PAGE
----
Pete Souza / White House file
President Barack Obama and his wife, Michelle, are among viewers who watched the 2009 Super Bowl in 3-D in the White House family theater.
There'll be plenty of golden statuettes at Sunday's Academy Awards, but if you're looking for golden opportunities, keep your eye on Friday's first-ever White House Student Film Festival.
The festival showcases the Obama administration's "ConnectED" campaign to bring next-generation broadband and wireless technology to 99 percent of the nation's students within five years. President Barack Obama will discuss the progress made so far — and announce commitments from Adobe and Prezi to contribute more than $400 million in software to classrooms.
The invited students, parents and teachers will see a sneak preview of the new "Cosmos" TV series, set to premiere March 9. They'll rub elbows with science stars such as "Cosmos" host Neil deGrasse Tyson and Bill Nye the Science Guy. Science-savvy actor Kal Penn, talk-show host Conan O'Brien and the American Film Institute's Bob Gazzale will also have roles to play.
But the real stars of the show will be student filmmakers. Last November, the White House set up a competition for short films created by K-12 students to show how technology is used in their schools and how technology's role in education will develop in the future. More than 2,000 videos were submitted, and the 16 finalist videos will be screened as "Official Selections" during Friday's festival.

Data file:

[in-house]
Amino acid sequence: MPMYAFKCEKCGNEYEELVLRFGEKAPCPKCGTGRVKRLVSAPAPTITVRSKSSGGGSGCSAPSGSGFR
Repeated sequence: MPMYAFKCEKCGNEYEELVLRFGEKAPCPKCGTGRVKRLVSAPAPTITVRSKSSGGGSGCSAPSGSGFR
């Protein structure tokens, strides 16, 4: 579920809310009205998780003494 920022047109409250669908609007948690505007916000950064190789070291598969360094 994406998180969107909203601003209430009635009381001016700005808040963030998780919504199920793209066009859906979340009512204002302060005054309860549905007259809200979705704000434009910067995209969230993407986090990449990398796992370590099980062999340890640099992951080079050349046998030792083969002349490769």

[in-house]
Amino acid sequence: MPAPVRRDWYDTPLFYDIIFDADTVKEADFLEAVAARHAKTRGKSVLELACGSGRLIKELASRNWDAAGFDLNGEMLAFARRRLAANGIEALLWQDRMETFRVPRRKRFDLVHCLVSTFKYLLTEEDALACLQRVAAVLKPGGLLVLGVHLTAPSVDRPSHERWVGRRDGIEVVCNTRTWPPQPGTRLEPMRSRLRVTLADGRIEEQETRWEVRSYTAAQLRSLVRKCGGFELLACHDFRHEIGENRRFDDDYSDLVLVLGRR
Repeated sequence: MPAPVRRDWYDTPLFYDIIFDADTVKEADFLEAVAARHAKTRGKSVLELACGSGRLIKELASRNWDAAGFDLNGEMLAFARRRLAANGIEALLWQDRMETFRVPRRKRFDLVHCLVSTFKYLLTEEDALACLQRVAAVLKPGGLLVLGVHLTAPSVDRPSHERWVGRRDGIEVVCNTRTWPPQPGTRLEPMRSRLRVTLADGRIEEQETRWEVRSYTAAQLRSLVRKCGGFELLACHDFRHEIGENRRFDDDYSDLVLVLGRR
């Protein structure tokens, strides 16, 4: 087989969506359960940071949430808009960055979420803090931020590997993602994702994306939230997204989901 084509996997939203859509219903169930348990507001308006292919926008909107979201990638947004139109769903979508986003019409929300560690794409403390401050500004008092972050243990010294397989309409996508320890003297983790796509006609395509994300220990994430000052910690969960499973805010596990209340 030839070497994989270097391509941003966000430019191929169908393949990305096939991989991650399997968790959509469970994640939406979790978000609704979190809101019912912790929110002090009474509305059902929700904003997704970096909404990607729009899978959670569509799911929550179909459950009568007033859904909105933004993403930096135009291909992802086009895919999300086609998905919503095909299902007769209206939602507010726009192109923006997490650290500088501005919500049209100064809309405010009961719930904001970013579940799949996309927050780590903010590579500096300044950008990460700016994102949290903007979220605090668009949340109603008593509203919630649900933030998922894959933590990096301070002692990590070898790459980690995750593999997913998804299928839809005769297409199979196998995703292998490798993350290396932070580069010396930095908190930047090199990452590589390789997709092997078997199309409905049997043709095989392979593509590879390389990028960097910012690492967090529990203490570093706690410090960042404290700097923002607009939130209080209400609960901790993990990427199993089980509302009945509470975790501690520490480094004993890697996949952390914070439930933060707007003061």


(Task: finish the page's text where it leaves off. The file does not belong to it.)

There's a YouTube playlist for the Official Selections, and another one for the 128 videos receiving honorable mention. One of my favorites shows how the classroom of the future could work (although for a classroom of the future, it still looks as if there's a lot of typing on virtual keyboards rather than synthetic telepathy):
"PIP" is a cool little tale about a boy, his tablet and a mission to the moon:
I love "Hello From Malaysia" because it shows how technology can bridge cultural gaps:
Here a quick rundown of all the Official Selections:
The festivities get under way at 3:30 p.m. ET in the East Room, and will be streamed live via the White House website.
First published February 28 2014, 7:18 AM
Alan Boyle is the science editor for NBC News Digital. He joined MSNBC.com at its inception in July 1996, and took on the science role in July 1997 with the landing of NASA's Mars Pathfinder probe. Boyle is responsible for coverage of science and space for NBCNews.com.
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Boyle joined NBCNews.com from the Seattle Post-Intelligencer, where he was the foreign desk editor from 1987 to 1996. Boyle has won awards for science journalism from numerous organizations, including the National Academies, the American Association for the Advancement of Science and the National Association of Science Writers. Boyle is the author of "The Case for Pluto: How a Little Planet Made a Big Difference." He lives in Bellevue, Wash.